… This Just In …

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…TAT-tat-tat-TAT-TAT-tat-tat-TAT…

[Breaking News: from another strangely irrelevant moment in our newsroom…]

Being a journalist at a small newspaper means, in addition to writing stories and taking photos, you also layout and build the pages. And clean the toilets. But for purposes of this post, we’ll stick to this afternoon’s page-building incident, which began when I made a “filler ad” to take up a tiny space on the page too small for anything else… Continue reading

Hold on to that knob! It’s time to revisit The Door in our newsroom

The Door (of Shame, Blame and Brilliance): Sentinel of journalistic history and guardian of our commode since 1971.

The Door (of Shame, Blame and Brilliance): Sentinel of journalistic history and guardian of our commode since 1971.

There’s no need to rub your eyes or splash cold water on your face! And you, the one banging your head with a ream of copy paper: Stop that.

What you’re seeing is REAL.

That truly is The Door (of Shame, Blame and Brilliance), which is the most important door in our two-door newsroom. Not just because it leads to the commode, but also because it displays the best and worst examples of print journalism clipped and taped there by reporters at Siuslaw News since the 1970s. We like to think of The Door as the Smithsonian of journalistic history, except with the occasional sound of flushing. As I mentioned a couple of months ago when I closed The Door after it’s year-long run as a weekly feature here, I would re-open it under the following conditions:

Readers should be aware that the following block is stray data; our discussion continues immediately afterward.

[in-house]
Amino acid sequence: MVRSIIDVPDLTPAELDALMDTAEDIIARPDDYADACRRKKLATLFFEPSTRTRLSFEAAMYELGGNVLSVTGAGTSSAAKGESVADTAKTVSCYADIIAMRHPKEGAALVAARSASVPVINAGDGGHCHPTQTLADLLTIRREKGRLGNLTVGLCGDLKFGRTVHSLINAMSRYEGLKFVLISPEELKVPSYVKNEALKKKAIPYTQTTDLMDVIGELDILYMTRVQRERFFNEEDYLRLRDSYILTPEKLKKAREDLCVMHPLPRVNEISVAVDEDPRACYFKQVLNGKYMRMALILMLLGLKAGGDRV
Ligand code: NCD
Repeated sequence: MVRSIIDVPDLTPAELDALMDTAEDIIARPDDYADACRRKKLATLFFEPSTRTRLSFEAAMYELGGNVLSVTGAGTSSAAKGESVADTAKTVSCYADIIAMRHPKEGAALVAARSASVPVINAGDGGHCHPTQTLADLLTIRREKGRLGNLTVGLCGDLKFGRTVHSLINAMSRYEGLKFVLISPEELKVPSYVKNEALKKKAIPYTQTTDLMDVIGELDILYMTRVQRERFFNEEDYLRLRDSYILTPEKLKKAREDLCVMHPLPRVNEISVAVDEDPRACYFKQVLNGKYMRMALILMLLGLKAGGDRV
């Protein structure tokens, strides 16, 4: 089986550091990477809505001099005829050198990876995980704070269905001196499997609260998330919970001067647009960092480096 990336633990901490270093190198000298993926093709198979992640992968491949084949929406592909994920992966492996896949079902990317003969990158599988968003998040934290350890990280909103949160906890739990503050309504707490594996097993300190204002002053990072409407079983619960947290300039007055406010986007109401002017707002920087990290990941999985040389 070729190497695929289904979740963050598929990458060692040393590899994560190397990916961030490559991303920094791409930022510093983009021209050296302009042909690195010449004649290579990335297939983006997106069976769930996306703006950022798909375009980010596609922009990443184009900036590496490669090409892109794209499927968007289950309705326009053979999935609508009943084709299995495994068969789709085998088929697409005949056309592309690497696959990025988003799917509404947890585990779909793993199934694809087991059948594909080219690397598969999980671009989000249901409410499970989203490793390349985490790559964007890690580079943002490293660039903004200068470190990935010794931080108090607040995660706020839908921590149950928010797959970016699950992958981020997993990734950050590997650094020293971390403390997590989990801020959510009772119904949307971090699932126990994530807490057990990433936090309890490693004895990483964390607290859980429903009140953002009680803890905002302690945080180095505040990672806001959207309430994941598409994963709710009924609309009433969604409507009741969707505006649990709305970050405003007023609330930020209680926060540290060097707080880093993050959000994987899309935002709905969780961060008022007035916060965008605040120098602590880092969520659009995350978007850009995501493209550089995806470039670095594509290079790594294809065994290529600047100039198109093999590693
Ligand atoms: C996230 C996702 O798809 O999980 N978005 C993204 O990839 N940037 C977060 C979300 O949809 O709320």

1) A new example of print journalism Shame, Blame or Brilliance has been deemed worthy of inclusion

And

2) Our delivery guy, “Joe,” hasn’t used the commode in at least two days

As you’ve probably guessed by now, each of these incredibly strict criteria has been met! (And if you haven’t guessed that by now, a position in Walmart security is waiting for you.) What this means is that we will be participating in an extremely rare induction ceremony for The Door, which hasn’t occurred since running out of glue sticks and adhesives in the mid 1980s. Continue reading